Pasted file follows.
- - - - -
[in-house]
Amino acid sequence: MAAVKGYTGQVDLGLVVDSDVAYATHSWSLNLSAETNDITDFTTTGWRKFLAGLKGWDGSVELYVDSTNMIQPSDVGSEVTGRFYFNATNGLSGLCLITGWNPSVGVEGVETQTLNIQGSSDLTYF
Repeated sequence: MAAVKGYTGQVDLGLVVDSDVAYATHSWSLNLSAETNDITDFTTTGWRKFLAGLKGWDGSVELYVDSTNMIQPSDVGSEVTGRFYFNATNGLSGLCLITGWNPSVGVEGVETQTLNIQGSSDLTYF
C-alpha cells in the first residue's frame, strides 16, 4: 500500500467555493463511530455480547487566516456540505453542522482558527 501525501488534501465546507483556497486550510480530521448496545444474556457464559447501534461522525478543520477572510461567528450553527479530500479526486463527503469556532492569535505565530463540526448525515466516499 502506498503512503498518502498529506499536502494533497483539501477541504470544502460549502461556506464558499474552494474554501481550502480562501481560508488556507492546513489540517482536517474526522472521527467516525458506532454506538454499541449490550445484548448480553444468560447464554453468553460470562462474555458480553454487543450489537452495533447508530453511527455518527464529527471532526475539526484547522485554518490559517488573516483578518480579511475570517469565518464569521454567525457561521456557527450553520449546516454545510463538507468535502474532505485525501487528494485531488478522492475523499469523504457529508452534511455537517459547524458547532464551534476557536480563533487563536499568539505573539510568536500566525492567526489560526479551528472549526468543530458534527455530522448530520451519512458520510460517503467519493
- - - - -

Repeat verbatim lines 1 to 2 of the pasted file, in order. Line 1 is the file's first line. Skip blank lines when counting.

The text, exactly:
[in-house]
Amino acid sequence: MAAVKGYTGQVDLGLVVDSDVAYATHSWSLNLSAETNDITDFTTTGWRKFLAGLKGWDGSVELYVDSTNMIQPSDVGSEVTGRFYFNATNGLSGLCLITGWNPSVGVEGVETQTLNIQGSSDLTYF